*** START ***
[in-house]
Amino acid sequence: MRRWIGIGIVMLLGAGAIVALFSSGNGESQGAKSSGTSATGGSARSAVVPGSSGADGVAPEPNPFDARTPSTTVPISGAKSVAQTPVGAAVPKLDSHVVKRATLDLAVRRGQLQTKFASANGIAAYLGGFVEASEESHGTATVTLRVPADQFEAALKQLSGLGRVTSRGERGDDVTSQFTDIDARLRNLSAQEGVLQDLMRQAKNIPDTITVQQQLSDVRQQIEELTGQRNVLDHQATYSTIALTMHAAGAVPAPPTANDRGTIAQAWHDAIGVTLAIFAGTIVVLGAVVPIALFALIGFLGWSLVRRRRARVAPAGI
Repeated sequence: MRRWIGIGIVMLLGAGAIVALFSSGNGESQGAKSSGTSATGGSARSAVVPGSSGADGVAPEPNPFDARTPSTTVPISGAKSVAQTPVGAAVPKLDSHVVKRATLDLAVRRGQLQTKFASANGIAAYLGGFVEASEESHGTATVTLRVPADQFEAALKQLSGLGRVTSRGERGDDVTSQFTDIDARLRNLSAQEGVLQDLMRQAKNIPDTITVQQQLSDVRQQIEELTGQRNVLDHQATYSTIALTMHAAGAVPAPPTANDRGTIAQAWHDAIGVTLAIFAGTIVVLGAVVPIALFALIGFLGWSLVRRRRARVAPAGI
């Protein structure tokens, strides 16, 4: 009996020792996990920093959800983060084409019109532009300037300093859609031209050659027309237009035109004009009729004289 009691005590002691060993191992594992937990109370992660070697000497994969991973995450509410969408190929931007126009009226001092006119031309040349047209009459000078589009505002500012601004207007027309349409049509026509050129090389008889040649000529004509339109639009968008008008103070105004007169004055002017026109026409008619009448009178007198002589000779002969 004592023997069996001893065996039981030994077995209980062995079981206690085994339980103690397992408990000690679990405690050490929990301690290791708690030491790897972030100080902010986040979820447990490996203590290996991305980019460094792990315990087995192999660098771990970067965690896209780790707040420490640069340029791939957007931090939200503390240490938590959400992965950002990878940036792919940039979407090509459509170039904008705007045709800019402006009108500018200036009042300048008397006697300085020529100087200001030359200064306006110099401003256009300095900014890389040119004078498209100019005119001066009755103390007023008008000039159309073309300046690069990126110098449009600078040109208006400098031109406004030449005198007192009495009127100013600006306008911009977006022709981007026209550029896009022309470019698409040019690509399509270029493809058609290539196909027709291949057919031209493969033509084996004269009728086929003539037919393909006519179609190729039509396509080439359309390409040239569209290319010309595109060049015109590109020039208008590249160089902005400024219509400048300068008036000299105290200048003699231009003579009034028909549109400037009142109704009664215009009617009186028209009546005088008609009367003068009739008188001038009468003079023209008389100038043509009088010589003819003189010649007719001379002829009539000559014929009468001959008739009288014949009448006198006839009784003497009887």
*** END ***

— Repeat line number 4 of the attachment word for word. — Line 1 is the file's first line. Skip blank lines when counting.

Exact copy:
């Protein structure tokens, strides 16, 4: 009996020792996990920093959800983060084409019109532009300037300093859609031209050659027309237009035109004009009729004289 009691005590002691060993191992594992937990109370992660070697000497994969991973995450509410969408190929931007126009009226001092006119031309040349047209009459000078589009505002500012601004207007027309349409049509026509050129090389008889040649000529004509339109639009968008008008103070105004007169004055002017026109026409008619009448009178007198002589000779002969 004592023997069996001893065996039981030994077995209980062995079981206690085994339980103690397992408990000690679990405690050490929990301690290791708690030491790897972030100080902010986040979820447990490996203590290996991305980019460094792990315990087995192999660098771990970067965690896209780790707040420490640069340029791939957007931090939200503390240490938590959400992965950002990878940036792919940039979407090509459509170039904008705007045709800019402006009108500018200036009042300048008397006697300085020529100087200001030359200064306006110099401003256009300095900014890389040119004078498209100019005119001066009755103390007023008008000039159309073309300046690069990126110098449009600078040109208006400098031109406004030449005198007192009495009127100013600006306008911009977006022709981007026209550029896009022309470019698409040019690509399509270029493809058609290539196909027709291949057919031209493969033509084996004269009728086929003539037919393909006519179609190729039509396509080439359309390409040239569209290319010309595109060049015109590109020039208008590249160089902005400024219509400048300068008036000299105290200048003699231009003579009034028909549109400037009142109704009664215009009617009186028209009546005088008609009367003068009739008188001038009468003079023209008389100038043509009088010589003819003189010649007719001379002829009539000559014929009468001959008739009288014949009448006198006839009784003497009887």